If the linoleum can't withstand the scrubbing it's time for a new floor.... :cool:
 
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If there's acrylic wax on there, it doesn't strip easy. The wax is harder than the linoleum.
I'd call Armstrong and Marmoleums tech lines and ask them what NOT to use to clean or strip the floor.
 
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Thanks to both for very useful feedback. I did strip the floor, giving it a nice clean and even color. After stripping, I added Armstrong Shinekeeper. Unfortunately, after several coats, the gloss on the floor looks uneven in indirect natural light (see picture). Should I add more Shinekeeper? Buff? Something else? I'd like to fix the uneven gloss if possible, but I'm worried about gumming up the floor by applying too much finish.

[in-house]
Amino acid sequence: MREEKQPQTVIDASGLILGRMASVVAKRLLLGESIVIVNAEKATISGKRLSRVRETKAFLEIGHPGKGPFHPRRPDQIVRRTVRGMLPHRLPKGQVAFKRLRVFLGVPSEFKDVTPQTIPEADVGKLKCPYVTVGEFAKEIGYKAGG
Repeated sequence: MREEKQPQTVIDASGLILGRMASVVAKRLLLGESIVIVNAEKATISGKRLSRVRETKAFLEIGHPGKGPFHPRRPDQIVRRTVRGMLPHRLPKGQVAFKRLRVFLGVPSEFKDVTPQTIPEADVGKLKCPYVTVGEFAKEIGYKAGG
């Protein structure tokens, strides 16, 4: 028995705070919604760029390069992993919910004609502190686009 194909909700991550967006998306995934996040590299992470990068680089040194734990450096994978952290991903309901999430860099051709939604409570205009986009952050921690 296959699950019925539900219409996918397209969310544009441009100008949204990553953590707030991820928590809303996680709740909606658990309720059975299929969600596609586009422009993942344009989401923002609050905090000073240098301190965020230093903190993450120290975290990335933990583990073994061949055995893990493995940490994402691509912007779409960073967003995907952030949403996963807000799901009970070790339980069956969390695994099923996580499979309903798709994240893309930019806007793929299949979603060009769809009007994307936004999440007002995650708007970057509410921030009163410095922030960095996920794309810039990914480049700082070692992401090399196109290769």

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Is your floor uneven in those areas. If that’s the original Lino then I’m guessing so and the light is reflecting off of the uneven floor and highlighting the unevenness. Doesn’t have to be all that much to see an unflat floor.
 
Yes, I suspect the uneven floor is contributing to the problem. As I've added new coats of Shinekeeper, the high-gloss areas have expanded. But not by a huge amount. Anything I can do to mitigate this problem? Again, worried about overloading the floor w/ finish.
 
Is your floor uneven in those areas. If that’s the original Lino then I’m guessing so and the light is reflecting off of the uneven floor and highlighting the unevenness. Doesn’t have to be all that much to see an unflat floor.
Yes and perhaps causing an uneven application of the wax. More in the low spots less on the high spots.

Also I’d of asked the people at the janitorial supply place for their best wax. I’m not saying Armstrong’s product isn’t good, I’ve never used it. Just saying I’d put more faith in the stuff the commercial guys use. There are many brands. I use Buckeye Lucent. I strip and wax regularly. An acrylic wax may last longer, I’ve never tried it.
 
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Yes and perhaps causing an uneven application of the wax. More in the low spots less on the high spots.